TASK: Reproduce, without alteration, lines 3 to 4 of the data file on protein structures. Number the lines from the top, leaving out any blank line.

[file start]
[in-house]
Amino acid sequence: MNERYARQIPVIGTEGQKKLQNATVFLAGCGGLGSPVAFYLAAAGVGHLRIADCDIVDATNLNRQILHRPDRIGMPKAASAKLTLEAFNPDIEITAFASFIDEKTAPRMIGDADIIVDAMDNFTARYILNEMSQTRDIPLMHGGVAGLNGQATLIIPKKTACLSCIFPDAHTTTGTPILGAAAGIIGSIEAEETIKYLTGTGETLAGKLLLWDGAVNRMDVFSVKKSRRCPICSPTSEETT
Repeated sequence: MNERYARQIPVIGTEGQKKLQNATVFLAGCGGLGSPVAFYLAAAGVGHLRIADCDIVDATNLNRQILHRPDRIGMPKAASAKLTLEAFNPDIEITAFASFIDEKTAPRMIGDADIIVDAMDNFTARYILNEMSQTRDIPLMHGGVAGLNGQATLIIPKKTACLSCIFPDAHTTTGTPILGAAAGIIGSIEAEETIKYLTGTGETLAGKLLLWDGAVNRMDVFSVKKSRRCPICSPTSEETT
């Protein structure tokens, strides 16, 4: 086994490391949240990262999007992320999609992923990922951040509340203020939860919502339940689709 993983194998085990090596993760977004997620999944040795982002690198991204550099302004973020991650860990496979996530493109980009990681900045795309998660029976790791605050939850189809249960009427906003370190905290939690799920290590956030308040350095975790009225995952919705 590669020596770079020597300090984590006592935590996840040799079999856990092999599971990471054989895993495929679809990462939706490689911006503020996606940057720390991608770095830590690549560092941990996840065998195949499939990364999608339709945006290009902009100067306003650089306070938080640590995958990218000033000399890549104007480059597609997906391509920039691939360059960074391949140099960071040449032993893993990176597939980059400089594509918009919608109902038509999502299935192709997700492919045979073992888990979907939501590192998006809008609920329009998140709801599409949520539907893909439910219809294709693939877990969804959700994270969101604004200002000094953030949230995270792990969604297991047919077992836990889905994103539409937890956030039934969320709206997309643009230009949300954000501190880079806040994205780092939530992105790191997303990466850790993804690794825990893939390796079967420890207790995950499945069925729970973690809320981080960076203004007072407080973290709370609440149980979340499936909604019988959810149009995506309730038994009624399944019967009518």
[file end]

Repeated sequence: MNERYARQIPVIGTEGQKKLQNATVFLAGCGGLGSPVAFYLAAAGVGHLRIADCDIVDATNLNRQILHRPDRIGMPKAASAKLTLEAFNPDIEITAFASFIDEKTAPRMIGDADIIVDAMDNFTARYILNEMSQTRDIPLMHGGVAGLNGQATLIIPKKTACLSCIFPDAHTTTGTPILGAAAGIIGSIEAEETIKYLTGTGETLAGKLLLWDGAVNRMDVFSVKKSRRCPICSPTSEETT
């Protein structure tokens, strides 16, 4: 086994490391949240990262999007992320999609992923990922951040509340203020939860919502339940689709 993983194998085990090596993760977004997620999944040795982002690198991204550099302004973020991650860990496979996530493109980009990681900045795309998660029976790791605050939850189809249960009427906003370190905290939690799920290590956030308040350095975790009225995952919705 590669020596770079020597300090984590006592935590996840040799079999856990092999599971990471054989895993495929679809990462939706490689911006503020996606940057720390991608770095830590690549560092941990996840065998195949499939990364999608339709945006290009902009100067306003650089306070938080640590995958990218000033000399890549104007480059597609997906391509920039691939360059960074391949140099960071040449032993893993990176597939980059400089594509918009919608109902038509999502299935192709997700492919045979073992888990979907939501590192998006809008609920329009998140709801599409949520539907893909439910219809294709693939877990969804959700994270969101604004200002000094953030949230995270792990969604297991047919077992836990889905994103539409937890956030039934969320709206997309643009230009949300954000501190880079806040994205780092939530992105790191997303990466850790993804690794825990893939390796079967420890207790995950499945069925729970973690809320981080960076203004007072407080973290709370609440149980979340499936909604019988959810149009995506309730038994009624399944019967009518």